### 9.4.4 The attributes interdependence

A system is therefore an object composed from a systemic set of objects, which deploy interdependence relations between their attributes. We may state that two attributes x and y are interdependent if a variation determines a variation by means of a relation f, and a variation determines a variation by means of a relation g, namely:

(9.4.4.1)

and:

(9.4.4.2)

The purely abstract interdependence implies a non-determination concerning the separation between the cause and effect, the two variables acting simultaneously both as causes and effects of the variations. The answer to this dilemma is possible to be given by introducing a third variable, independent to the first two variables, but on which both of them are dependent. As for the real processes, the role of such a variable is assigned to the time, a variable (by definition) which is totally independent from any other attribute. The time plays the role of an universal support provided to the real processes, which means that no real process is able to exist without being distributed on this attribute, distribution which cannot reach infinite density values (namely, velocity or acceleration). The existence of a defined causality means that the effect (of a process) occurs always after the cause (variation of the cause variable). In the above-written relations, is a cause variation for the effect (by means of relation f) and is a cause variation for the effect (by means of relation g). In other words, it may be written that:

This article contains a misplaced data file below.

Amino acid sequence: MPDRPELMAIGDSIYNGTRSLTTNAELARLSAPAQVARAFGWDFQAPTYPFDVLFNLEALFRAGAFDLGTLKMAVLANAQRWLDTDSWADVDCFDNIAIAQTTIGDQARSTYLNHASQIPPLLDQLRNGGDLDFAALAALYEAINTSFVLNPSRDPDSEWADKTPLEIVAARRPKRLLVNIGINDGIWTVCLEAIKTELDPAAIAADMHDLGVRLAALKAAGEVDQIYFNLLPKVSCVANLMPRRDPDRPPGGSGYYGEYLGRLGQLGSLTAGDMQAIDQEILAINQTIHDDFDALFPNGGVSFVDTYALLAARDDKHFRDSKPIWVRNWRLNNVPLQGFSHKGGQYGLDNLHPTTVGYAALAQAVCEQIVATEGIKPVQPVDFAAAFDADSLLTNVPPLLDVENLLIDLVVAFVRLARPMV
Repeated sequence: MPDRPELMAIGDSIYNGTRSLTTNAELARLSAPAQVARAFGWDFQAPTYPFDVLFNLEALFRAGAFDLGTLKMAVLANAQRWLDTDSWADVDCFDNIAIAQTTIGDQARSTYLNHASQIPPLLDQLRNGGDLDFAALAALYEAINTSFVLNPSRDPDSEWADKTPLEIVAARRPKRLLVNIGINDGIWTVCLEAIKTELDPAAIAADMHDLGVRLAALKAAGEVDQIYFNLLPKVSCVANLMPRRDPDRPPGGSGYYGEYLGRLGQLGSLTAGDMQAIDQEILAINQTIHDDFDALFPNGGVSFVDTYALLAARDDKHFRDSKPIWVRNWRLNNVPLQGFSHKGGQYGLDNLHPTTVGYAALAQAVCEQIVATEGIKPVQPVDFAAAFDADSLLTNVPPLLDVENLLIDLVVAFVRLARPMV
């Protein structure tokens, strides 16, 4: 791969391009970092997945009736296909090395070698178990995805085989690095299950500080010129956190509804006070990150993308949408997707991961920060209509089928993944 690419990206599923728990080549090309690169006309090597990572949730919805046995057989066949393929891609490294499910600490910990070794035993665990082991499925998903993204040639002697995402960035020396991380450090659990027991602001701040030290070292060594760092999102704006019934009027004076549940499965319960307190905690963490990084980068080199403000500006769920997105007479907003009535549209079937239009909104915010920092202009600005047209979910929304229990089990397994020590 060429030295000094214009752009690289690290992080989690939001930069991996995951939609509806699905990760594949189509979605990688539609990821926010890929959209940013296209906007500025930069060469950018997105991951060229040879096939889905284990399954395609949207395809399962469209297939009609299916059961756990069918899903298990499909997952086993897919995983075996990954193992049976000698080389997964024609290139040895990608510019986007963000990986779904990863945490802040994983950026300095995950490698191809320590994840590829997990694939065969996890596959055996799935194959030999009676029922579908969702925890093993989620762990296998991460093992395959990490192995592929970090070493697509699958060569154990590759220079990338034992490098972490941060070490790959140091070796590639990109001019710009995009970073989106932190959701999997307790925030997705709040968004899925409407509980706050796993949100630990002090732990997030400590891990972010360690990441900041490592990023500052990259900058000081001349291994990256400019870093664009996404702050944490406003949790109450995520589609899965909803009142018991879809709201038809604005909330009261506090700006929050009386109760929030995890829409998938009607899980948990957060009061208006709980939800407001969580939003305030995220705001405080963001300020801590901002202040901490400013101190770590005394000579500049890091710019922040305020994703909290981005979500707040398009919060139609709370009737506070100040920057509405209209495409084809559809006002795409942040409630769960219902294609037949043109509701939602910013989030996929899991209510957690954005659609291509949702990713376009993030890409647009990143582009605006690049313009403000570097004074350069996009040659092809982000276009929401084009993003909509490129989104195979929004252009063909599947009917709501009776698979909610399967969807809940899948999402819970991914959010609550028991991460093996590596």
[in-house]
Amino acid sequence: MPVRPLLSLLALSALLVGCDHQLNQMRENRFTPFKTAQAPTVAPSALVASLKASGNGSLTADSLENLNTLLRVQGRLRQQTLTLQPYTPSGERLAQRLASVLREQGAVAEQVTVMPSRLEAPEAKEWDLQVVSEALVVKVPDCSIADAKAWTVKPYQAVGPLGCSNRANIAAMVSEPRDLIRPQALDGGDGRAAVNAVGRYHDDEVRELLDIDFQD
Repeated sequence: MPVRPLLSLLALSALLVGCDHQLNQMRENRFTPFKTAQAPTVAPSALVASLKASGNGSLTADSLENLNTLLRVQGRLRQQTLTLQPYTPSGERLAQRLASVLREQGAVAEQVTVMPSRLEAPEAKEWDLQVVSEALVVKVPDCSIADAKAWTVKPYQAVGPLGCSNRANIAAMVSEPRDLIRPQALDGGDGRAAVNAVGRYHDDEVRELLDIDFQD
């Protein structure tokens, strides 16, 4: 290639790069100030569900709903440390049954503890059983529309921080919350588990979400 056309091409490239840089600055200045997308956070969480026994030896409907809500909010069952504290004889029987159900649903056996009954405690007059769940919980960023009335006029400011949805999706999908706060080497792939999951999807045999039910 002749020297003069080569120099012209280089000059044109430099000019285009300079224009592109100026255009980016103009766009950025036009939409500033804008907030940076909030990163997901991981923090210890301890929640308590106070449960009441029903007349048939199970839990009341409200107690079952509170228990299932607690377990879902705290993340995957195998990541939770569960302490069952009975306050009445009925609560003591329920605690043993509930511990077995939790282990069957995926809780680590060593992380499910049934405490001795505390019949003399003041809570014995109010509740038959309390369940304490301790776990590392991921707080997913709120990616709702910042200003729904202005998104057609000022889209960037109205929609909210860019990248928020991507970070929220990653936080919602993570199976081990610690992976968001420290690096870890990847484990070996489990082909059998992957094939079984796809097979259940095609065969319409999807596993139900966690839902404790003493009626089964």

(9.4.4.3)

and:

(9.4.4.4)

where is the temporal interval required for the realization of the variation process of the amount y as a result of the variation of x (the value of y at the moment t is the effect of the value assigned to x at the previous moment t-). If we replace t with t-we shall have:

(9.4.4.5)

which clearly shows that in case of the interdependence relations, the value of an attribute belonging to one of the objects depends not only on the value of the attribute of the related object, but even on the individual value of this attribute from a previous moment (the influence of individual past actions on the present state). The interrelation of the object’s attributes which make-up a system is due even to the common internal reference, against which any of the attributes directly depends on. The invariance of the assignment relations against this common reference for each constitutive object makes that any attribute variation of one of its components to determine a variation of all the other components in order to keep the invariance of the whole object (and once with it, of the internal reference position). The interdependent attribute (or their set) within a system represents the system’s formation criterion.